By: Denis Blot
All of us have some sort of association to trains, whether it be the “I think I can” of The Little Engine That Could, the claustrophobia inducing crowds of commuter trains, or even the passing countryside as one travels across unfamiliar territory as a tourist, few however can claim that the thought of trains strikes notions of drug trafficking, murder, and a romantic relationship in crisis. TRANSSIBERIAN, is a film that takes the joyous thoughts of adventure by rail and slowly turns it into the darkest of nightmares.
Couple Roy and Jessie (adeptly played by Woody Harrelson and Emily Mortimer), after finishing a stint of good Christian charity in China, decide to travel to Moscow via the Trans-Siberian railroad which crosses the snowbound desolate area of Siberia. In route they make friends with Carlos and Abby (Kate Mara and Eduardo Noriega), another couple who seem to live life traveling and who cause a sense of uneasiness in Jessie and provide an air of mystery for the viewer. The film unwinds slowly, letting the suspense simmer and only coming to full intensity towards the very end. While the story build up may seem to lag for some viewers accustomed to more action, it is superb in its character development as details of the characters past and their true persona are unraveled along the voyage.
The majority of the film is filled with situations that most who have traveled abroad have experienced; language barriers (and resulting confusion and frustration), missing a train, and taking the unbeaten path (with positive and negative results). TRANSSIBERIAN, takes those familiar experiences and uses them to build suspense at every turn. While there are some incidents towards the end of the film that may seem a bit farfetched, it is undoubtedly the believable familiar experiences that will engross the viewer and keep them wondering what could possibly happen next.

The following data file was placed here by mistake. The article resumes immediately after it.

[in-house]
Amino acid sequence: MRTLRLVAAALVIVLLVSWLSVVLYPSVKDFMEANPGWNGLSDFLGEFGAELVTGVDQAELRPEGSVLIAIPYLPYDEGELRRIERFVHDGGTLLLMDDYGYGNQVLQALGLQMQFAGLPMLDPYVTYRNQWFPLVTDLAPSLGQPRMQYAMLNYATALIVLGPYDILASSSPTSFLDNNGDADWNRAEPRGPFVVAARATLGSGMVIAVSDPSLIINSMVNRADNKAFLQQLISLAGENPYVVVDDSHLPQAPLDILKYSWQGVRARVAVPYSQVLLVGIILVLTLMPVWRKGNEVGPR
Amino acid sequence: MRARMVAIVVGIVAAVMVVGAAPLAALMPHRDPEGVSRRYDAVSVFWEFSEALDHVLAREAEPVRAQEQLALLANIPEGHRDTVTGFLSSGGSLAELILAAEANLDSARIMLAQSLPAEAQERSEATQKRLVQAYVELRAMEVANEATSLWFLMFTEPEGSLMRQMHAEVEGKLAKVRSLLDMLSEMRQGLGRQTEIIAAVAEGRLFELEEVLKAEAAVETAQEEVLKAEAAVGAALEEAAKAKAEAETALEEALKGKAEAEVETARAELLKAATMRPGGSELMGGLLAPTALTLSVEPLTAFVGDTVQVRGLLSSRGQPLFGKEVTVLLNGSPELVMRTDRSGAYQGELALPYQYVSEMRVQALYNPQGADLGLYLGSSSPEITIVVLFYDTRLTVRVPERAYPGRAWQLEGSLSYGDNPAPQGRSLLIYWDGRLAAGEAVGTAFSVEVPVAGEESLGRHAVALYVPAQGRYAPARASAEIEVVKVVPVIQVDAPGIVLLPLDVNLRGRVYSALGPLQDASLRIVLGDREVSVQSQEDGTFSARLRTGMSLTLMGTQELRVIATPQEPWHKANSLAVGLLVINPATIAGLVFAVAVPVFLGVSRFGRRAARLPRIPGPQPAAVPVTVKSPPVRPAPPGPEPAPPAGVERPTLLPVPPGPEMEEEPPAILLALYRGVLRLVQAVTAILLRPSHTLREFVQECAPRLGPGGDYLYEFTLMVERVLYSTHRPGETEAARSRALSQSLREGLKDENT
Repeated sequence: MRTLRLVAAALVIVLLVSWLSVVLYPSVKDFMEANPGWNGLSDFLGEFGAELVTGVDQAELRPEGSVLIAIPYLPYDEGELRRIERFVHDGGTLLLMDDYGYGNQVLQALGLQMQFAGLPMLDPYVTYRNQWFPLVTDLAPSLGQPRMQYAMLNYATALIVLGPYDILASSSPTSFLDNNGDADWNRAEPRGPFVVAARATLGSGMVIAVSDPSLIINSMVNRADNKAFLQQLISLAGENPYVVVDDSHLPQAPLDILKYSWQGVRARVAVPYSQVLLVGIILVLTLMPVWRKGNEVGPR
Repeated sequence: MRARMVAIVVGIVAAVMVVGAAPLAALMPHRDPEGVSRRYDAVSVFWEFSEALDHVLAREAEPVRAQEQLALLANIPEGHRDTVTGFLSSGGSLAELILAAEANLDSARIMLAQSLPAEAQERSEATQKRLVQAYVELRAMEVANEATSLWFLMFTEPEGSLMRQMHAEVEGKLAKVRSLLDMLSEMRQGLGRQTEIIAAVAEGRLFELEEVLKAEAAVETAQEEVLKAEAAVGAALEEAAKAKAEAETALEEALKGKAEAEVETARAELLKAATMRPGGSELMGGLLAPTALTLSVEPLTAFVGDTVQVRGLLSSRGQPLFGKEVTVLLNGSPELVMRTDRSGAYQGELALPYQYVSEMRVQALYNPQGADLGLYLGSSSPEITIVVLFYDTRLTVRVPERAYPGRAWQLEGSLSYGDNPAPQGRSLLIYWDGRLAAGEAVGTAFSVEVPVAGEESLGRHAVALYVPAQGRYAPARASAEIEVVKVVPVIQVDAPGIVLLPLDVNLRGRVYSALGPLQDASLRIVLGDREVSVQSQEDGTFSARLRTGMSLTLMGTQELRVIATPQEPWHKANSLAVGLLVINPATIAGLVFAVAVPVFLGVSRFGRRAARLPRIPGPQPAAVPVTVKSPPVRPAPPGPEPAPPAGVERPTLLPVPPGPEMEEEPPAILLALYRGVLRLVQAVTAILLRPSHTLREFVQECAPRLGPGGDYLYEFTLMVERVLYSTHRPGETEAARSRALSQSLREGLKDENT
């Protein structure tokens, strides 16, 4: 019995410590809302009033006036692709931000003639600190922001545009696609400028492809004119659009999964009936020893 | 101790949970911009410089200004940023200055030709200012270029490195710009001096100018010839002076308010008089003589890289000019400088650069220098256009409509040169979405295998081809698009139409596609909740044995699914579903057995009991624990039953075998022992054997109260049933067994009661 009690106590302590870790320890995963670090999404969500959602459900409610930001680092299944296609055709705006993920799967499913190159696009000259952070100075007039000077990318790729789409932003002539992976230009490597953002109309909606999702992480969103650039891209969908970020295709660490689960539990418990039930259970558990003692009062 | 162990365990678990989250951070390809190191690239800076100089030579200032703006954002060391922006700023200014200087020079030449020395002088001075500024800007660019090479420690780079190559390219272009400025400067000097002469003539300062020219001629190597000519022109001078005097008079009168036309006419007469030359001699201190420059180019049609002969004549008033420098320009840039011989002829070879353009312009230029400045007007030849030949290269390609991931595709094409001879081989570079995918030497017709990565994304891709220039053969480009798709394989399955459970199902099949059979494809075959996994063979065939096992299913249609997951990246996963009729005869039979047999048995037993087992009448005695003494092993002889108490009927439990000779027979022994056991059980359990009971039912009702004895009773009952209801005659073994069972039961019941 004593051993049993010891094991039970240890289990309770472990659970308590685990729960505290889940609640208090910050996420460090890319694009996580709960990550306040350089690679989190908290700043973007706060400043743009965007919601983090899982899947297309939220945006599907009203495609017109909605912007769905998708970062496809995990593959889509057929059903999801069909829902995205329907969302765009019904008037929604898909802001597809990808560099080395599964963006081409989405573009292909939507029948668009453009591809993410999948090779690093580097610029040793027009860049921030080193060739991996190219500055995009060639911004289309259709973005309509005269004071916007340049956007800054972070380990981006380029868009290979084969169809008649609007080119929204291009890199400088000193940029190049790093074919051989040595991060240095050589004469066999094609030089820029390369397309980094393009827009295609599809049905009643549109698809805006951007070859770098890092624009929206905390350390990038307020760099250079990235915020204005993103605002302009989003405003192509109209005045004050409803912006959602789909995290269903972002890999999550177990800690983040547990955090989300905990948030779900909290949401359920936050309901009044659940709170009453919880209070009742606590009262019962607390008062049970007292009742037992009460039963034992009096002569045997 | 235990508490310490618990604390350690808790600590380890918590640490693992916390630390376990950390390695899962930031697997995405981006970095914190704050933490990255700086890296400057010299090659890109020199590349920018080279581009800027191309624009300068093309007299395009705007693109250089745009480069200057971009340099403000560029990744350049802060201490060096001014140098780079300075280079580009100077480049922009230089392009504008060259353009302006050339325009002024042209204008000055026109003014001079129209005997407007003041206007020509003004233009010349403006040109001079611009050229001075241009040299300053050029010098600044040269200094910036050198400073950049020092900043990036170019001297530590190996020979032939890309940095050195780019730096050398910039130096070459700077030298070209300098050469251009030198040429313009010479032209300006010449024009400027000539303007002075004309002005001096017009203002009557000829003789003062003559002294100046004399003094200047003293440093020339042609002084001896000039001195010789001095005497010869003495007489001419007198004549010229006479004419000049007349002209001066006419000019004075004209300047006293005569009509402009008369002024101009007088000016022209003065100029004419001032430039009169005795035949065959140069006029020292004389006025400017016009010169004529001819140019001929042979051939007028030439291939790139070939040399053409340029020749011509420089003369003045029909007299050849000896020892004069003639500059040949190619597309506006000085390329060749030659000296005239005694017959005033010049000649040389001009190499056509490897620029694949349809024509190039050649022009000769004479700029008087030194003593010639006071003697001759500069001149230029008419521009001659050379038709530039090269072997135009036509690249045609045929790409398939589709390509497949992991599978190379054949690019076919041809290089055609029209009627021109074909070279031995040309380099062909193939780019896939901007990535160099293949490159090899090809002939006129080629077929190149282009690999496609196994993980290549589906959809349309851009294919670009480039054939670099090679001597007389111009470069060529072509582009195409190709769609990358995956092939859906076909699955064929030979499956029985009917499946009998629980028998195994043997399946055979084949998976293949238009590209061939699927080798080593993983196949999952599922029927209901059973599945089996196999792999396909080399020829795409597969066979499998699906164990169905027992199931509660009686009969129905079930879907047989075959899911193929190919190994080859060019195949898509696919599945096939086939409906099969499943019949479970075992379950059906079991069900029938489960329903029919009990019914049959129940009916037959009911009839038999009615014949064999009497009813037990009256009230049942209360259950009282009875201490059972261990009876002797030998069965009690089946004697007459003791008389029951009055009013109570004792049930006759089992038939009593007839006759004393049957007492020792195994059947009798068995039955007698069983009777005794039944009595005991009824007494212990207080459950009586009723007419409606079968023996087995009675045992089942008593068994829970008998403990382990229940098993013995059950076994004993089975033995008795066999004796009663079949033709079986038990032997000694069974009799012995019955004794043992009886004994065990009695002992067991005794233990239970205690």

With a film set on a train and the notion of traveling abroad, one would expect some DVD extras with behind the scenes footage of the production or even fun interviews with the cast about their travel experiences, this DVD unfortunately has absolutely nothing to offer. I am not sure if the production company simply wanted to get the DVD released quickly or if the cast and director were too busy to contribute their time on extras. Needless to say that it is a bit disheartening to find nothing, considering the possibilities given the subject matter.
Considering it has a total lack of DVD extras you may want to hold off on spending your hard earned cash on buying TRANSSIBERIAN, though for fans of the suspense genre it is definitely worth a rental.